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Award winners - AZ Foundation & FWO/F.R.S.-FNRS

 

The AstraZeneca Foundation brings science and society together and stimulates the social debate on the importance of clinical research. By doing so, the AstraZeneca Foundation aims to create a framework in which scientific progress can benefit society. Together with the FWO and the F.R.S.-FNRS, AstraZeneca Foundation annually awards Scientific Prizes to researchers who have carried out important work in a specific therapeutic field. This year, four Scientific Prizes are awarded for contributions in the domains of Oncology, Mental Disorders, Respiratory Diseases and Primary care & Family Medicine. Each laureate received a sum of € 25,000 to continue his innovative research.

The 2018 winners of these Scientific Awards are respectively Prof. dr. Piet Ost, Prof. dr. Filip Raes, Dr. Thomas Marichal and Dr. Pauline Boeckxstaens. Prof. dr. Piet Ost received the Oncology Award for his innovative approach of the treatment of prostate cancer. Prof. dr. Filip Raes was awarded the Mental Disorders Award for his ground-breaking research on the fight against depression. The Respiratory Diseases Award was allocated to Dr. Thomas Marichal for his research on pulmonary immune cells. Finally, Dr. Pauline Boeckxstaens received the Primary Care & Family Medicine Award for her research on the treatment of multmorbidity.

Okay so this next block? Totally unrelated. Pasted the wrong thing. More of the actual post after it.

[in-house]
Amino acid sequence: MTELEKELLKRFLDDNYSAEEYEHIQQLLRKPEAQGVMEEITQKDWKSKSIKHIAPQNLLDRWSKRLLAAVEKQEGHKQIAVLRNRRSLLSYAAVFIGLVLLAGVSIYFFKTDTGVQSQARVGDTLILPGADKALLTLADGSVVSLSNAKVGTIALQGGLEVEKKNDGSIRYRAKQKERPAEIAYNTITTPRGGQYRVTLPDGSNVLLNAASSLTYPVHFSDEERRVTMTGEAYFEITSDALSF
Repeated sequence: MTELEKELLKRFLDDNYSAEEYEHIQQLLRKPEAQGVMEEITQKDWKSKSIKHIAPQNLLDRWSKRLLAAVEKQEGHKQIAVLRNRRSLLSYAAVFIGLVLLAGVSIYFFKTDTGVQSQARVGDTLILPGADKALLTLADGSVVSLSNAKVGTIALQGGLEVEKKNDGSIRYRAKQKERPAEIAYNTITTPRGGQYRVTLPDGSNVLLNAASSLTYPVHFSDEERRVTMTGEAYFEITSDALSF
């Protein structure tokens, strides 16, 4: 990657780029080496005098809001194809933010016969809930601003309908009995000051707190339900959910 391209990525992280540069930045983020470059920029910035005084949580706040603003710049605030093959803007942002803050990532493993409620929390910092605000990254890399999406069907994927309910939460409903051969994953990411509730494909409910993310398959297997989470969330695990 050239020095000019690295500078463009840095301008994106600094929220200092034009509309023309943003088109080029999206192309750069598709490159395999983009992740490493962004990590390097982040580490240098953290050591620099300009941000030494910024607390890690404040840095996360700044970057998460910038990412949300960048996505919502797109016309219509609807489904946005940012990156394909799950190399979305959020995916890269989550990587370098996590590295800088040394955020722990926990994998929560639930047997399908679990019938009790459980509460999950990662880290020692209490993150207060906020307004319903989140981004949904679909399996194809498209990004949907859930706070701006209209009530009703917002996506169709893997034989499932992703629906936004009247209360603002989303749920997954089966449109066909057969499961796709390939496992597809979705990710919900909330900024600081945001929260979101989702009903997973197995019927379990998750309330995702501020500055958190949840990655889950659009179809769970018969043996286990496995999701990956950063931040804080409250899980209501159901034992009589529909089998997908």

The four winners were elected by an independent jury composed by the FWO and F.R.S.-FNRS.

Dr. Pauline Boeckxstaens

Dr. Pauline Boeckxstaens 

UGent

Primary Care & Family Medicine Award

25 000€

“We must effectively reform our healthcare system to treat people rather than diseases.”

Dr. Pauline Boeckxstaens is the laureate for the AstraZeneca Foundation Award 2018 in Primary Care & Family Medicine. She is being rewarded for her research regarding the treatment of patients with multimorbidity.

Although many patients suffer from multiple diseases, research and clinical practice have focused primarily on developing an evidence basis for each specific disease. Therefore, the treatment of chronic diseases is based on each disease-specific outcome and process, such as targeted laboratory parameters and disease-specific measures and survival rate. Disease-oriented care increases the burden of care for patients with multiple chronic diseases (or multimorbidity), reduces the transparency of expected health outcomes and entails additional risks, such as polypharmacy and drug interactions.

Therefore, to improve results for multimorbid patients, Dr. Pauline Boeckxstaens highlights the need to broaden the traditional descriptive model and look for a broader non-linear approach that takes into account unpredictability and recognises that no observation should remain isolated, but rather looked at within the wider context of the patient’s medical history.

Prof. dr. Piet Ost

Prof. dr. Piet Ost 

UGent

Oncology Award

25 000€

“We demonstrated that the earlier use of local therapy improved time to progression while preserving quality of life.”

The jury has decided in favour of Prof. dr. Piet Ost, Head of clinic of the Radiation Oncology department at Ghent University Hospital. He is also the Vice-Chairman of the EAU Young Academic Urologists Prostate Cancer Working Party and an active member of the Multidisciplinary Meeting on Urology and Skin Cancer at UZ Gent.